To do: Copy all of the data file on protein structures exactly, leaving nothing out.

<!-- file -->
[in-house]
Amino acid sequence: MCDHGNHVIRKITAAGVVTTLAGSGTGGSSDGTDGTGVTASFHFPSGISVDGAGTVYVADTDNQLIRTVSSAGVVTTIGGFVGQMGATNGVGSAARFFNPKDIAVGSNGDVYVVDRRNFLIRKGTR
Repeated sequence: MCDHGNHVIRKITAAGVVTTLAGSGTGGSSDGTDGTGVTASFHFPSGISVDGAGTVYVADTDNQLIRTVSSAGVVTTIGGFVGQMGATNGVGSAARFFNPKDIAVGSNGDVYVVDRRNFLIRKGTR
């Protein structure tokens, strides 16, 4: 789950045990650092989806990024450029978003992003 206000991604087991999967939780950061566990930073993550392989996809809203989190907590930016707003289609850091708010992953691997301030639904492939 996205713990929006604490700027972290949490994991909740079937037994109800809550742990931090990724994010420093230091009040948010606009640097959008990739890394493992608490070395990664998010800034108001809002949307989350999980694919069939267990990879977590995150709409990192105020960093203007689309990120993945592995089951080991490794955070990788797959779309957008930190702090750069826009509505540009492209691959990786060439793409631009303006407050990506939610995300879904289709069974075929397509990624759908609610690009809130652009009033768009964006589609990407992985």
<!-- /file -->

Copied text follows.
[in-house]
Amino acid sequence: MCDHGNHVIRKITAAGVVTTLAGSGTGGSSDGTDGTGVTASFHFPSGISVDGAGTVYVADTDNQLIRTVSSAGVVTTIGGFVGQMGATNGVGSAARFFNPKDIAVGSNGDVYVVDRRNFLIRKGTR
Repeated sequence: MCDHGNHVIRKITAAGVVTTLAGSGTGGSSDGTDGTGVTASFHFPSGISVDGAGTVYVADTDNQLIRTVSSAGVVTTIGGFVGQMGATNGVGSAARFFNPKDIAVGSNGDVYVVDRRNFLIRKGTR
């Protein structure tokens, strides 16, 4: 789950045990650092989806990024450029978003992003 206000991604087991999967939780950061566990930073993550392989996809809203989190907590930016707003289609850091708010992953691997301030639904492939 996205713990929006604490700027972290949490994991909740079937037994109800809550742990931090990724994010420093230091009040948010606009640097959008990739890394493992608490070395990664998010800034108001809002949307989350999980694919069939267990990879977590995150709409990192105020960093203007689309990120993945592995089951080991490794955070990788797959779309957008930190702090750069826009509505540009492209691959990786060439793409631009303006407050990506939610995300879904289709069974075929397509990624759908609610690009809130652009009033768009964006589609990407992985």